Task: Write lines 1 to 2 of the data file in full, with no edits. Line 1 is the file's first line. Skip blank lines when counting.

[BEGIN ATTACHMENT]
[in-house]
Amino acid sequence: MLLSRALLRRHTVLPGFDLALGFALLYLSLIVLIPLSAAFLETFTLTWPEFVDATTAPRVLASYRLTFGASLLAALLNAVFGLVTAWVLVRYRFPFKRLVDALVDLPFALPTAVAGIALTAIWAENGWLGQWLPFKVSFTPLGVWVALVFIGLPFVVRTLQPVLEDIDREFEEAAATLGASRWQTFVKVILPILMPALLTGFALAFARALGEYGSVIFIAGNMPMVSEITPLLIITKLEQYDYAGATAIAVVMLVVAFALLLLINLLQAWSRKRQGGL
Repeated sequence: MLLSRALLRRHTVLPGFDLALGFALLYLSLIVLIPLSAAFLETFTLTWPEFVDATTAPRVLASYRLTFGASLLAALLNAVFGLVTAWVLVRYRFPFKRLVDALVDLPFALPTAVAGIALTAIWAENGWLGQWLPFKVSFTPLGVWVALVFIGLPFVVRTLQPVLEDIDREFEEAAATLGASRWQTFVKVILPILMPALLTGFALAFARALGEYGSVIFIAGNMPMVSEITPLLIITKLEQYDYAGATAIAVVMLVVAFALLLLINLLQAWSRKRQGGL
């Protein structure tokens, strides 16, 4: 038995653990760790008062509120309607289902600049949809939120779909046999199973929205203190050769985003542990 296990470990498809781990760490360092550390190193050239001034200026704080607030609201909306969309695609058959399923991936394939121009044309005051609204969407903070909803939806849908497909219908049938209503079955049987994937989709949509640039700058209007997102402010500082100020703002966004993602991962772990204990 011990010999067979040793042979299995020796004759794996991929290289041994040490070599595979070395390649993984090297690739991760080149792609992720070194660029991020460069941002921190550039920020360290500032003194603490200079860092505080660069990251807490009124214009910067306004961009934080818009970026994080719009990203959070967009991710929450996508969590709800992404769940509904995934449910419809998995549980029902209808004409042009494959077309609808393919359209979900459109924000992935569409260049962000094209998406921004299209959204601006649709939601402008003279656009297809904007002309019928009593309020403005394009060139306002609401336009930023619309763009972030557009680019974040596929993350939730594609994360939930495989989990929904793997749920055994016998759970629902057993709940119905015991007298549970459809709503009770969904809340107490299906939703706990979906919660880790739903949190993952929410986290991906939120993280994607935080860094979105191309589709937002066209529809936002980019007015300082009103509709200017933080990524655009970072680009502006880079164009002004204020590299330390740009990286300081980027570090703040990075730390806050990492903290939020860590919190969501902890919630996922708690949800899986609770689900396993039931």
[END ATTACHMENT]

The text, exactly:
[in-house]
Amino acid sequence: MLLSRALLRRHTVLPGFDLALGFALLYLSLIVLIPLSAAFLETFTLTWPEFVDATTAPRVLASYRLTFGASLLAALLNAVFGLVTAWVLVRYRFPFKRLVDALVDLPFALPTAVAGIALTAIWAENGWLGQWLPFKVSFTPLGVWVALVFIGLPFVVRTLQPVLEDIDREFEEAAATLGASRWQTFVKVILPILMPALLTGFALAFARALGEYGSVIFIAGNMPMVSEITPLLIITKLEQYDYAGATAIAVVMLVVAFALLLLINLLQAWSRKRQGGL